Explore Tibet, a Lhasa-based Tibet travel agency focused on responsible tourism and Tibet kailash trek, introduces a 20-day photography tour across western Tibet. “This tour is for amateur and professional photographers,” Explore Tibet said. “It’s for anyone who wants to take the time to really capture Tibet’s natural beauty. It’s not about taking a few photos and then moving on. It’s about spending time with the landscape.”
Western Tibet is isolated on an alpine tableland, surrounded by mountains—the Himalayas lie to the south and the Gangtise Range (also called the Trans-Himalayan Range) lie to the north. Nomadic herders roam the plains tending flocks of yak and sheep and leading a traditional way-of-life.
This isolated part of Tibet has few roads, and the landscape remains virtually untouched. Photographers prize this area as some of the world’s best scenery, especially the golden quality of light at sunrise and sunset. Deep blue, still lakes reflect the light and snow-capped mountain peaks. At Mt. Kailash religious pilgrims from all over the world walk in circumambulation, offering prayers and erasing the sins of a lifetime.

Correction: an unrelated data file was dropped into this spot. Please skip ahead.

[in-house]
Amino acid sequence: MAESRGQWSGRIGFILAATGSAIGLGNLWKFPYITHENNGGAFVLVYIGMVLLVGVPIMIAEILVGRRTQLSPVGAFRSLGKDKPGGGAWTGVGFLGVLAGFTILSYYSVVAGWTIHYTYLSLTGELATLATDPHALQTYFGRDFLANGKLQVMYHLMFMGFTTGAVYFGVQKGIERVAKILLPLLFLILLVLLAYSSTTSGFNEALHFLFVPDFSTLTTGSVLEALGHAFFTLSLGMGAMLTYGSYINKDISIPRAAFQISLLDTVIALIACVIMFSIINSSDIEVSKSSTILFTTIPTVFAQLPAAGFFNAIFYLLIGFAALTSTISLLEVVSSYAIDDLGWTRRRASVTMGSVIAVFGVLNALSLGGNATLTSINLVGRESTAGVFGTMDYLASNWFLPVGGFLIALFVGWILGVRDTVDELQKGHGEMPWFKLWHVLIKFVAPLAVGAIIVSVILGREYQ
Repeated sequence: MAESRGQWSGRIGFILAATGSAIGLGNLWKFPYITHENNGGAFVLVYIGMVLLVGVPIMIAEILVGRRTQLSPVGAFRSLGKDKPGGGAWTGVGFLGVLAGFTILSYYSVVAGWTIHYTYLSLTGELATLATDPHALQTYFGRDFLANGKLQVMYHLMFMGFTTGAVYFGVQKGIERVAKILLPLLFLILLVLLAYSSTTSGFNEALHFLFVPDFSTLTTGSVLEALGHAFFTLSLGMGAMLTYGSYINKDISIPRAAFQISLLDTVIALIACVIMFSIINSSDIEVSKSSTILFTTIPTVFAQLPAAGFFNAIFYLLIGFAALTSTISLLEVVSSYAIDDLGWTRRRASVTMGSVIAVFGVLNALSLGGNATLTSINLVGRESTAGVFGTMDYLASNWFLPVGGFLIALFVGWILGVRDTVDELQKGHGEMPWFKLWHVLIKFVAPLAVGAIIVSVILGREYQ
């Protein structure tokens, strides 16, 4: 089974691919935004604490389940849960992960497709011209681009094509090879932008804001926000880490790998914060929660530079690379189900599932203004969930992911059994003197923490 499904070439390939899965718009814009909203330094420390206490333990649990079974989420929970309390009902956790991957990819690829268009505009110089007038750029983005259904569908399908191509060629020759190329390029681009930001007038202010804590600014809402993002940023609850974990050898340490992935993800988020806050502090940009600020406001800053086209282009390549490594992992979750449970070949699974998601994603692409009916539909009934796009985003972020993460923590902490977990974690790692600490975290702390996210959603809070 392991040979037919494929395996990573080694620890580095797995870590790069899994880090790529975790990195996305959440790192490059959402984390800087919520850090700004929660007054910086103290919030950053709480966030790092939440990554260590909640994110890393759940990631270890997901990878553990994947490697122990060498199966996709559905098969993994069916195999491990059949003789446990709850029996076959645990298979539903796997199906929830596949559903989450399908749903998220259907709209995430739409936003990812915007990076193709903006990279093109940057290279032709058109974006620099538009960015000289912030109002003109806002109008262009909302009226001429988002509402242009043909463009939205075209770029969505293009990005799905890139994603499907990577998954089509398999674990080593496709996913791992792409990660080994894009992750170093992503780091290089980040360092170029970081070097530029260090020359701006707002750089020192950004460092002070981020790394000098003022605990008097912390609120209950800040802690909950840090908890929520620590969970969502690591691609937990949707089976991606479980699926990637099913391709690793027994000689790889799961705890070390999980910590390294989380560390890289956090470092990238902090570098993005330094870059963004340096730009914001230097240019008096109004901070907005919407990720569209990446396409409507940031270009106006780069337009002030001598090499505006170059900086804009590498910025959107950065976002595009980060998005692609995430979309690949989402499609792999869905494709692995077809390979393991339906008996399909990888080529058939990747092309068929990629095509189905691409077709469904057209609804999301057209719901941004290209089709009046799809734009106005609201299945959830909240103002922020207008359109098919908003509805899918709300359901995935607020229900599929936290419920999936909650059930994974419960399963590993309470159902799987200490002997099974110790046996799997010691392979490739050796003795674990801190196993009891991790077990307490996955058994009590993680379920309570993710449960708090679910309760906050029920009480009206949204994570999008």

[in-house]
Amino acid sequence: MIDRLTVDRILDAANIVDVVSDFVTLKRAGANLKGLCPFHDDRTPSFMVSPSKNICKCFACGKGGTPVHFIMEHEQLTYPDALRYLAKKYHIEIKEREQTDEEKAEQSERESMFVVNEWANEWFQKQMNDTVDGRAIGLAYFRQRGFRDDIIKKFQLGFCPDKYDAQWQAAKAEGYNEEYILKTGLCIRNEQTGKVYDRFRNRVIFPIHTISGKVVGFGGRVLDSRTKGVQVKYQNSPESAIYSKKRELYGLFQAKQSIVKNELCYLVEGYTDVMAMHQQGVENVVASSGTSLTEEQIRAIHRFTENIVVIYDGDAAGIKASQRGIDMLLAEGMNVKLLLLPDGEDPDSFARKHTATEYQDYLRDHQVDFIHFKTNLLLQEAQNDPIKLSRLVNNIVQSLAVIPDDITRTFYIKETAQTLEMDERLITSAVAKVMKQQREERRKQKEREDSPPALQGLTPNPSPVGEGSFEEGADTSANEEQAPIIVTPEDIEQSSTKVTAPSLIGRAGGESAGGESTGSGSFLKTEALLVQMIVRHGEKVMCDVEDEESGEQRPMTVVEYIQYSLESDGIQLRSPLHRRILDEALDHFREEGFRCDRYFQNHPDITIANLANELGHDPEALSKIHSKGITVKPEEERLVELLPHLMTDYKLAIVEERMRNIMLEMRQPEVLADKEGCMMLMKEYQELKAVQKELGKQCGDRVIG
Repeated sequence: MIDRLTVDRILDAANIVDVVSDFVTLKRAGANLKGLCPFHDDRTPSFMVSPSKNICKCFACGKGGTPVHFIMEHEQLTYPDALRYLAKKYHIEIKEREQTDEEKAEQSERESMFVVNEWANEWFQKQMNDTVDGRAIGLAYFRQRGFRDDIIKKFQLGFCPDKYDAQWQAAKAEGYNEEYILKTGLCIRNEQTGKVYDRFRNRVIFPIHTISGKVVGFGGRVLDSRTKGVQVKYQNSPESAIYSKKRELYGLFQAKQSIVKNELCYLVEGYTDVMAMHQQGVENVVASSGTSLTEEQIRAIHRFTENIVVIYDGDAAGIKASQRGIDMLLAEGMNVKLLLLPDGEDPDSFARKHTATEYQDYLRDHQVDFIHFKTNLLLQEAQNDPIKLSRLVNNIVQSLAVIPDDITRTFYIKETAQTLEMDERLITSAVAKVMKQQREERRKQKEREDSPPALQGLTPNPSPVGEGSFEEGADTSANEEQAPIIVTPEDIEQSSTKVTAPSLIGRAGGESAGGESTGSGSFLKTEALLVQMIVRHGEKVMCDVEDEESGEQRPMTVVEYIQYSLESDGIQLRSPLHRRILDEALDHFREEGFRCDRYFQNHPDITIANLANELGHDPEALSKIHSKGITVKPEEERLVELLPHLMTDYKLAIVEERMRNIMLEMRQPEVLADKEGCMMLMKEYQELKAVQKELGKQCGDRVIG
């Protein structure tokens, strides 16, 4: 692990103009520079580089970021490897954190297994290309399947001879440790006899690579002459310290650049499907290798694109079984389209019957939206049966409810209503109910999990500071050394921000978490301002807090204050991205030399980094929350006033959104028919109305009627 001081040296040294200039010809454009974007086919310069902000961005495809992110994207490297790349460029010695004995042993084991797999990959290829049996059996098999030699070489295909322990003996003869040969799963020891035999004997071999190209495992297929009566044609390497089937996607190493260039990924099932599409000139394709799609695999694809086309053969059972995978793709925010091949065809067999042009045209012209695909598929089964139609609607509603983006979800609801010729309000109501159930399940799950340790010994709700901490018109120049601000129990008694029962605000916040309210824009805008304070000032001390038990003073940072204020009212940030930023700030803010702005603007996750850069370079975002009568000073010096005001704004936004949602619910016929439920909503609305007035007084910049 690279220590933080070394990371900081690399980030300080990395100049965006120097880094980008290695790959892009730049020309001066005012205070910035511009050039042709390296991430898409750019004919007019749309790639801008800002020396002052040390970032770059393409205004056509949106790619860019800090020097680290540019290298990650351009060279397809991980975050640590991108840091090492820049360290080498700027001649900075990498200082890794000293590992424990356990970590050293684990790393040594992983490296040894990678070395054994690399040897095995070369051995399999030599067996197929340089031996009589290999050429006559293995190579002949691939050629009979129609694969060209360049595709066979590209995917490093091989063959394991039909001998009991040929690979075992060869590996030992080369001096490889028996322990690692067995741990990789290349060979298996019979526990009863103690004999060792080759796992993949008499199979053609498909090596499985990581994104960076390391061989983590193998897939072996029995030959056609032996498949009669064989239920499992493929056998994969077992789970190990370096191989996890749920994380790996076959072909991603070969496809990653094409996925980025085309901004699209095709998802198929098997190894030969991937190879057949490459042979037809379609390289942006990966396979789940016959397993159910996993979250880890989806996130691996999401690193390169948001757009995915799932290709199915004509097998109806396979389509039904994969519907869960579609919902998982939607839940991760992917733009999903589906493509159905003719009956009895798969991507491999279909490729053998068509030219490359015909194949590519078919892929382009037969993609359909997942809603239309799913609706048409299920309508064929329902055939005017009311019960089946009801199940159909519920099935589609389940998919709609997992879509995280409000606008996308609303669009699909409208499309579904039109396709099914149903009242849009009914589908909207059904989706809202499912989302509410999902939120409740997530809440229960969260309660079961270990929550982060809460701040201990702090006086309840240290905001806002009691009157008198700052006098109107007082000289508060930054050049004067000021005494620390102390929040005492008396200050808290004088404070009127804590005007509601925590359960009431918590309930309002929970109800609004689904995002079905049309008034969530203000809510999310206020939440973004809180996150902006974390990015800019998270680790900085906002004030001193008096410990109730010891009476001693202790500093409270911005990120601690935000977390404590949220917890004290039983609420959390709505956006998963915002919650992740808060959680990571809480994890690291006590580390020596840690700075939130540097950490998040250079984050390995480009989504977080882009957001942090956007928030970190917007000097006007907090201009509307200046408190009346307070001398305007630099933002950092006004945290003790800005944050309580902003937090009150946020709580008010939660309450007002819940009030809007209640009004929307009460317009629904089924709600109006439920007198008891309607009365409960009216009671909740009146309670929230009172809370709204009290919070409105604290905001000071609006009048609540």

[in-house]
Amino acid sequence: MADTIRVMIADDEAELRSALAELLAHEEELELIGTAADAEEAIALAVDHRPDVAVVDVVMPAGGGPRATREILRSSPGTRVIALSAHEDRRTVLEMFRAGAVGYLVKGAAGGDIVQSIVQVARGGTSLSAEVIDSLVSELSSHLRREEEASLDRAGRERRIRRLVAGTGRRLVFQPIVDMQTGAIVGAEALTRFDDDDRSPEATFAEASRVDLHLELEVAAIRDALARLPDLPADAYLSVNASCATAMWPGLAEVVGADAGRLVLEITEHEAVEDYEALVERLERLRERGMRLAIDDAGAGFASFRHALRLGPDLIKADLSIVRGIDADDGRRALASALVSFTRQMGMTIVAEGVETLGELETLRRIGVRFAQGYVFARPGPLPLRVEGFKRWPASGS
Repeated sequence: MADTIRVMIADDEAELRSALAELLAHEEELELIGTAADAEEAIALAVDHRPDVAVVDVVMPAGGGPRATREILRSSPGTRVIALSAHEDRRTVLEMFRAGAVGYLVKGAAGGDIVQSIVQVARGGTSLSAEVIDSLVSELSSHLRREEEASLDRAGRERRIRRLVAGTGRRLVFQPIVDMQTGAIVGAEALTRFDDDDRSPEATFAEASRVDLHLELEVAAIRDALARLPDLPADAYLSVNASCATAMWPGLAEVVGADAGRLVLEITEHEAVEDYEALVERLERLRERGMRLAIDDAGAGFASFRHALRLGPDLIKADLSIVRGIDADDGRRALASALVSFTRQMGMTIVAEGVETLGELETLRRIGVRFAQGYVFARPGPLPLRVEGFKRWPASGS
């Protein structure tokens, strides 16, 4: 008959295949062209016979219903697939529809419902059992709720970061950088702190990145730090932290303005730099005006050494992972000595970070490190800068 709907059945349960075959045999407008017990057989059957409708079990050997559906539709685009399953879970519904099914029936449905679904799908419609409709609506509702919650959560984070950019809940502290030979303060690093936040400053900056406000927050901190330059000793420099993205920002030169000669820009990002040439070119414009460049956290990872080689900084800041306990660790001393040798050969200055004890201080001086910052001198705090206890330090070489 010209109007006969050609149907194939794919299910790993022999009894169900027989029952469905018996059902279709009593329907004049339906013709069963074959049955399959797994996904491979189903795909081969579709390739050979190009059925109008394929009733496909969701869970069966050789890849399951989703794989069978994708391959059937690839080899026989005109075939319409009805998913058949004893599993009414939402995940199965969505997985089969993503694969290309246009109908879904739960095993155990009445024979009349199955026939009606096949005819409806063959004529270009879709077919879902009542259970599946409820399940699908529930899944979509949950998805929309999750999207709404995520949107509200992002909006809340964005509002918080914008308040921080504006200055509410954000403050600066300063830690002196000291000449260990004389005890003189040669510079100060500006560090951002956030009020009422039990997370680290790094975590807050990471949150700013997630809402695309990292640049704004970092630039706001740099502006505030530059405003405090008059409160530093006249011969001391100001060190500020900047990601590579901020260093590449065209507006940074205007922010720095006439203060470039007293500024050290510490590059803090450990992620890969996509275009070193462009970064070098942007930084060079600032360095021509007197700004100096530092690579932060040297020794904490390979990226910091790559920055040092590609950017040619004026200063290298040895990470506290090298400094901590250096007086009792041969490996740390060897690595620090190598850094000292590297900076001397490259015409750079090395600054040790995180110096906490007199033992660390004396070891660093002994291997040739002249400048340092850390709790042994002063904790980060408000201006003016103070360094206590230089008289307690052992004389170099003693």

Kailash’s 6,174-meter snow-capped peak stands prominent over the Barkha Plain, flanking the sacred lakes Manasarovar and Rakshas Tal. The distinctive shape of its four-sided summit stands stark against the Gangdise. This area is source of four of the longest rivers in Asia, the Indus, the Sutlej (a tributary of the Indus), the Karnali (a tributary of the Ganges), and the Brahmaputra. The remote, pristine location, along with these singular geographic features makes it easy to understand why Tibetan Buddhists believe Kailash to be the center of the world.
The tour takes travelers from Lhasa and its iconic monasteries and palaces to the ancient towns of Gyantse and Shigatse with a stop at holy lakes Yamdrok, Namtso and Manasarovar. The far western plains of Tibet are filled with diverse wildlife, including Tibetan gazelle and wild yak. Photographers will stop at the ancient relics of the Guge kingdom and view the canyons and sand dunes of the Sutlej Valley.
The final leg of the journey crosses into the Changtang Nature Reserve, protected land for wild yak, wild donkeys, blue sheep, gazelle, antelope, snow leopards, wolves and brown bears. This reserve is the world’s second largest, covering an area of 300,000 square kilometers. A visit to the Changtang is a once-in-a-lifetime opportunity for any photographer.